Accessibility, freedom of expression, and providing equal opportunities for all are crucial steps that are needed in the current educational constitution. Without the fundamentals of education, the country cannot progress as much as it would hope to. Although president Thein Sein vowed to make education the top priority in Burmese politics, his progress was nonapparent. The government budget for education is low, and the quality of education, by international standards, is too. The government needs to understand the role of education in the development of the nation, and in building the confidence of its citizens.

What are some of the barriers you expect to face, or that you have already faced in trying to bring about change?
The biggest problem I’ve faced is how no one takes me seriously. Everyone assumes that a 5’2″, 16 year-old girl fighting for education reforms is ‘cute’ and oftentimes my ideas are disregarded as ‘naïve dreams children have’. However, if I could get people to change their perspective on education for the better, despite what they think of me, I would be happy. At the end of the day, my goal is to promote education, not myself. The local authorities have been difficult to work with as well. The idea of having private or public school curriculums, or trying to bring reforms has been difficult to implement. It’s been incredibly hard, and terrifying, to present my ideas of a quality education in front of older men with military achievements, who unfortunately do not stand for the same values I do. More often than not I’m asking myself if it’s really worth it, but the answer is and always will be yes.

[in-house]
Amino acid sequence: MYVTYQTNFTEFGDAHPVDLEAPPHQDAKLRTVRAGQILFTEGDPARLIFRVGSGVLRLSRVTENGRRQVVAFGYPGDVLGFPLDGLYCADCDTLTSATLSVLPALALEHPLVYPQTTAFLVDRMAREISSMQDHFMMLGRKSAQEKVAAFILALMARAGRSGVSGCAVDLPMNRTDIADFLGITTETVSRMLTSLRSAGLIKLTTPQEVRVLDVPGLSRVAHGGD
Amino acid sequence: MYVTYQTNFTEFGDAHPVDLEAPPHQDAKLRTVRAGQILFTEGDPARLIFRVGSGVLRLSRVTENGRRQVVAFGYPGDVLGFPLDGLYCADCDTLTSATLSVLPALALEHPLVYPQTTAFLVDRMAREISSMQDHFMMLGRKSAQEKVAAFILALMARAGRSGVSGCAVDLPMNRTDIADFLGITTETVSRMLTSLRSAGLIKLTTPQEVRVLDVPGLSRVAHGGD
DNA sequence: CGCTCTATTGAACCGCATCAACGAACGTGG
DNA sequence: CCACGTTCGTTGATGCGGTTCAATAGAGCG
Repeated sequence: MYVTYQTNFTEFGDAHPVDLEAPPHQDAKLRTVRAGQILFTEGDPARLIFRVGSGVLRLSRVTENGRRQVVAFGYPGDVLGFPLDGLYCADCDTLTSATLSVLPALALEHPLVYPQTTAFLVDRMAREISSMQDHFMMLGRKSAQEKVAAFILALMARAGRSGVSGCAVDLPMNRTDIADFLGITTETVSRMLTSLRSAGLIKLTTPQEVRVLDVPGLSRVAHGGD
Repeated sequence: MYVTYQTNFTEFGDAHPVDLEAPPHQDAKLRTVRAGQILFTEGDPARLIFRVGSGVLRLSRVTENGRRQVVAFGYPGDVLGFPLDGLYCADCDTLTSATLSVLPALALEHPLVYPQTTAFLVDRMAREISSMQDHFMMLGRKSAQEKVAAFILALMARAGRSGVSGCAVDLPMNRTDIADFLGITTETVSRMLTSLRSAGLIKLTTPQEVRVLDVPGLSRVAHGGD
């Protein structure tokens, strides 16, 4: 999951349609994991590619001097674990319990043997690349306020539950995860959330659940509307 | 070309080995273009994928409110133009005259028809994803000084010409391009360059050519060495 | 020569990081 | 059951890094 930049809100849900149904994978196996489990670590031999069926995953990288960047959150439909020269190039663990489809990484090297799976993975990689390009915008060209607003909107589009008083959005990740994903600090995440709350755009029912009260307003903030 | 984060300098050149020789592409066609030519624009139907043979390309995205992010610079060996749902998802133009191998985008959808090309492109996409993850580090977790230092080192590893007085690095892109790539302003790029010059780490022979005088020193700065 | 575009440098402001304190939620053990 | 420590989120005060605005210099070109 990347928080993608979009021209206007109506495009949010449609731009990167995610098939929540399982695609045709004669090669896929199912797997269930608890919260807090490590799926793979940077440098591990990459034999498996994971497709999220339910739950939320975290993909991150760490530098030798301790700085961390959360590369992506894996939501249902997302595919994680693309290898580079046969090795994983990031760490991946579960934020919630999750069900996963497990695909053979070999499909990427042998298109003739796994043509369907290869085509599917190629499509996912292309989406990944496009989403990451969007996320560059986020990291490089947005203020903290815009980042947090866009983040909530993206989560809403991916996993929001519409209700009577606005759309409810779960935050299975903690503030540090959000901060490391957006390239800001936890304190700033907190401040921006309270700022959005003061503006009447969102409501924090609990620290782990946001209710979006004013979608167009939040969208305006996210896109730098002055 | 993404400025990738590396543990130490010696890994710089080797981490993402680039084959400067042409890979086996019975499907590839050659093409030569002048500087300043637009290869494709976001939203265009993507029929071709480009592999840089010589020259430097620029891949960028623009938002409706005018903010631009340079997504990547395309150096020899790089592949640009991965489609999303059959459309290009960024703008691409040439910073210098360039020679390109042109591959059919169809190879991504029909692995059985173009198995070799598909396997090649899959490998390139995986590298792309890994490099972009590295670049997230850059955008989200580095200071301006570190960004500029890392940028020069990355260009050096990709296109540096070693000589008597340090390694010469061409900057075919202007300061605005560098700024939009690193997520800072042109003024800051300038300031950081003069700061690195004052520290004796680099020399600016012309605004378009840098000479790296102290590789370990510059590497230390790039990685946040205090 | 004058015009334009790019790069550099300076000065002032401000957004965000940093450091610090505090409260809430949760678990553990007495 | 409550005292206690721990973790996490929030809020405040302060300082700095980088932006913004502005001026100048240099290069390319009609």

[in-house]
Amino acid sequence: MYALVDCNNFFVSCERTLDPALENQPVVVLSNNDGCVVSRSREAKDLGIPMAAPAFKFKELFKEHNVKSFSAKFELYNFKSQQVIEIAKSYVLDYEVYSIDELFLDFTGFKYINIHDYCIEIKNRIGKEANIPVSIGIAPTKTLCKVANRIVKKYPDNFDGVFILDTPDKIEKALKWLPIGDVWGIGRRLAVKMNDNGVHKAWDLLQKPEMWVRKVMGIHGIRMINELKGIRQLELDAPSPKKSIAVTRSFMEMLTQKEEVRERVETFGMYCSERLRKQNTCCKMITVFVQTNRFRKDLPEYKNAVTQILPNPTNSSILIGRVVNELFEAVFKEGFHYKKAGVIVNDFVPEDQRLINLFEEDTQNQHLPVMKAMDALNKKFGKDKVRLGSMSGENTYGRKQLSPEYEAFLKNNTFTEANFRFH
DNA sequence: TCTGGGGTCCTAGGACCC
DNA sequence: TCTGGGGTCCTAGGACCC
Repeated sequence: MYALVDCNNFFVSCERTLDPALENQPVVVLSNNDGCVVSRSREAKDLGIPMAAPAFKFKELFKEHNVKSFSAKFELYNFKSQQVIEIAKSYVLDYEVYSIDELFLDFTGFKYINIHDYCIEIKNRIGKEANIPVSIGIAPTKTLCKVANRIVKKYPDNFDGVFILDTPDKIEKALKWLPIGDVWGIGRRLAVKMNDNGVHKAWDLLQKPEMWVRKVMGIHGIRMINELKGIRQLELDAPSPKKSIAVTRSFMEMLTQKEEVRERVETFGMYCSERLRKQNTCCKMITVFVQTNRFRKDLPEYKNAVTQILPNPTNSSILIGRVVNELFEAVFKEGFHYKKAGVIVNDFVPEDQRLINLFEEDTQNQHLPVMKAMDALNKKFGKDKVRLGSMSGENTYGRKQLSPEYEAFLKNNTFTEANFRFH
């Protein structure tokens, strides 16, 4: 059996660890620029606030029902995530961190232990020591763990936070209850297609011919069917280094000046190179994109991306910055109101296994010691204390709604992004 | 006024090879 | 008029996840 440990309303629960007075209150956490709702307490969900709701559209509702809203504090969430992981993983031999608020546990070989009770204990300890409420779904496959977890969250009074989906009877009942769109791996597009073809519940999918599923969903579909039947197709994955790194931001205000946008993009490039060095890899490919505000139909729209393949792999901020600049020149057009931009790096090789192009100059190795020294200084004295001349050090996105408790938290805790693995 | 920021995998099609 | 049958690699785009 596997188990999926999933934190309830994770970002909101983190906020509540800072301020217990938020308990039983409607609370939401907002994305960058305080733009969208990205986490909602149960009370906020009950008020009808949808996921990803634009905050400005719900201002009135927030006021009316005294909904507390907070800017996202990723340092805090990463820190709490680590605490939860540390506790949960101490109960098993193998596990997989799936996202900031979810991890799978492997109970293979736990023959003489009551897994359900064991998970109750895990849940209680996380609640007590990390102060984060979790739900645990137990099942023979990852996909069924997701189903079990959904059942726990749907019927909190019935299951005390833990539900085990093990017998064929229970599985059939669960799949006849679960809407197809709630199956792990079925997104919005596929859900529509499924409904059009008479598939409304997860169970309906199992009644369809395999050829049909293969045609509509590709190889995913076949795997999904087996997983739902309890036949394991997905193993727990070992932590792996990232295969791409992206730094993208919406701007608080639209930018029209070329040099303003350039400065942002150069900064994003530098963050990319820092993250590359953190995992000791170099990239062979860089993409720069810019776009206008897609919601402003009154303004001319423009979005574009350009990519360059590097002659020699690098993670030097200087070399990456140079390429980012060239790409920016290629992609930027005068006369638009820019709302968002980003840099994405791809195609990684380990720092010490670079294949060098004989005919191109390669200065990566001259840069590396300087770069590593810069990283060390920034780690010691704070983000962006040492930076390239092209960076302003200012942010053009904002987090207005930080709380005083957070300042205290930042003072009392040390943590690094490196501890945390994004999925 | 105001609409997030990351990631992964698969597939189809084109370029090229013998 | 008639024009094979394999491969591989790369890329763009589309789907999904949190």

Why did you choose to start in Kalaw?
Besides its absolutely beautiful landscape, I chose Kalaw because I believe it’s one of the regions where education is neglected. Its surrounding major cities like Mandalay and Naypyidaw all have basic infrastructure and teachers, but most of Kalaw does not. Geographically, it makes it harder for a lot of students to attend schools as well.

Are you working with anyone else on the fundraising and construction?
I am working to fundraise on my own. However, for the actual construction I am hoping to work with organisations like Build a School in Burma. In addition, a group of my friends and I have started developing various programmes to financially and academically support children who are out of school. The programme will include free tutoring lessons, providing school supplies – including uniforms – as well as providing basic necessities like school lunches.

How much money are you trying to raise for the Kalaw school, and what will you use it for?
I’m trying to raise about USD 12,000, which is a huge sum of money. This will be for construction and labour costs. I hope to employ the local people as I believe this will help provide temporary jobs in the meantime. Other costs, including bathrooms, classroom supplies, textbooks and teachers’ salaries will have to come from donors. In addition, the village I am working with has agreed to help maintain the school, through cleaning and tidying up. Though I do not have a set date, I hope to start before monsoon season in Myanmar – around June or August. This is because the ground becomes much easier to dig up when it is wet. The rest of the construction will have to take place when the weather becomes dry again, hopefully finishing in time for the next school year. If the school is built before then, it becomes easier to have a head-start lesson for children who may need to catch up. It’ll also be a good time to educate adults as well, on basic literacy, and provide other programmes, even though these will hopefully be run throughout the year too.

If you’d like to support Theint Theint’s project please contact

Sarah Illingworth is a freelance journalist and Editor at Impolitikal. She has an MSc in Poverty & Development from the University of Manchester. Read more by Sarah.